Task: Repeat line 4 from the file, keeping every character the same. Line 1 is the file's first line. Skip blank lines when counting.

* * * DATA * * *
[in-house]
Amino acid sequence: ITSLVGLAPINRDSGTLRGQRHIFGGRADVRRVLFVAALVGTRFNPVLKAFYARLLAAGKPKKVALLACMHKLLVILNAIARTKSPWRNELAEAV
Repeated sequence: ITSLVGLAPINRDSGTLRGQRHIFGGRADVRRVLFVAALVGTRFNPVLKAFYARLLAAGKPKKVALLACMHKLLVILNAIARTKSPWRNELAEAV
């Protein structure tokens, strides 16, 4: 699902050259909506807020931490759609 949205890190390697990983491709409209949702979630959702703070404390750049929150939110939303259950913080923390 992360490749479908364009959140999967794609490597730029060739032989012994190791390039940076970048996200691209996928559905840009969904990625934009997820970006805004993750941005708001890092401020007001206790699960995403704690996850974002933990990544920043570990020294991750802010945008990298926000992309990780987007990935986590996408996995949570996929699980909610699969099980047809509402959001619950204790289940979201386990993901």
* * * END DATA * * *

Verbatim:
């Protein structure tokens, strides 16, 4: 699902050259909506807020931490759609 949205890190390697990983491709409209949702979630959702703070404390750049929150939110939303259950913080923390 992360490749479908364009959140999967794609490597730029060739032989012994190791390039940076970048996200691209996928559905840009969904990625934009997820970006805004993750941005708001890092401020007001206790699960995403704690996850974002933990990544920043570990020294991750802010945008990298926000992309990780987007990935986590996408996995949570996929699980909610699969099980047809509402959001619950204790289940979201386990993901």